This is a blog is about the replica WWII era caps and other flight gear I have made.

Flying caps are a fascinating part of WWII flying gear. Like the A-2 jacket, they are still functional and stylish today. I hope to include a smattering of info about the original caps from which my caps are modeled.

The patterns I use are taken primarily from originals in my collection. One of the biggest challenges is to find materials in the correct weave, weight, and color. More often than not I have to dye the fabrics.

All cap materials are hand dyed, hand cut, and hand assembled. Starting with nothing and having something I can wear is all part of the enjoyment. It can be very time consuming but there is a sense of pride that comes with it. I wear one of my caps almost daily.

With each cap I make, quality improves and ideas for other caps come. Blemishes and all, I think they can be pretty convincing.

This is not a business nor an "Items For Sale" site. There is no way to recoup the time spent on these projects. Nonetheless, you might find an item offered for sale here and there. I can only hoard so many!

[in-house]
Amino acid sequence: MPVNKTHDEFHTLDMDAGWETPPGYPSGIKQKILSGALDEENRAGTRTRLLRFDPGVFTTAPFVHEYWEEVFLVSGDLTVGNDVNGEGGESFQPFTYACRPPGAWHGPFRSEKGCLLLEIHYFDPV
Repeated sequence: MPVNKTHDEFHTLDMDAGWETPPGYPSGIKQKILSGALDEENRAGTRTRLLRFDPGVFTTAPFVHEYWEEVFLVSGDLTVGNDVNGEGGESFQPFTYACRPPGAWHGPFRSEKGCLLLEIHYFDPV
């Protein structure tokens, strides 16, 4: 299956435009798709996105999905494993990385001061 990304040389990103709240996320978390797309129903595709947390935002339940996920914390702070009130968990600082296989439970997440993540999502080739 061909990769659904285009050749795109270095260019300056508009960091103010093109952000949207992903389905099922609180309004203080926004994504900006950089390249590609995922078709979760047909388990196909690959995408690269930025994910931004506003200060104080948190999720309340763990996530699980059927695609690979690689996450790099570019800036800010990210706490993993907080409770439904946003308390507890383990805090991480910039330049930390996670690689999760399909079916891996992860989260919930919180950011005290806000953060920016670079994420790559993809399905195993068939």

Saturday, May 5, 2012

Theater Made Caps

These are out there but not as easy to collect. Original WWII caps are difficult enough to find, but theater-made gear has never been found NOS in a warehouse. And as they were easily replaced by higher quality caps after the war, few of these crudely made caps exist. Imagine you are stationed in the CBI and your favorite warm weather cap is somehow lost. You can't just pop into the local PX for a new one and waiting for a replacement through channels could take longer than the war itself.  You don't want to daily stand the beating sun on your head and face and no matter how laxed the C.O. you wouldn't be caught outside without something for your head nearby. Most units were equipped with a sewing machine and someone trained on it, apparently often someone in the supply dept. What to do? Grab an extra cotton twill shirt or a pair of chinos and barter yourself a replacement. Here are two such caps. One has a laundry number stamp and the other has O2 mask snaps. The construction is quite crude but certainly functional and well thought out. The first has a three piece crown, the second a four piece crown like the B-1 summer flying cap. The bills are quite floppy but did the job.
Below are a few test caps I made a few years ago that are similar to those above:

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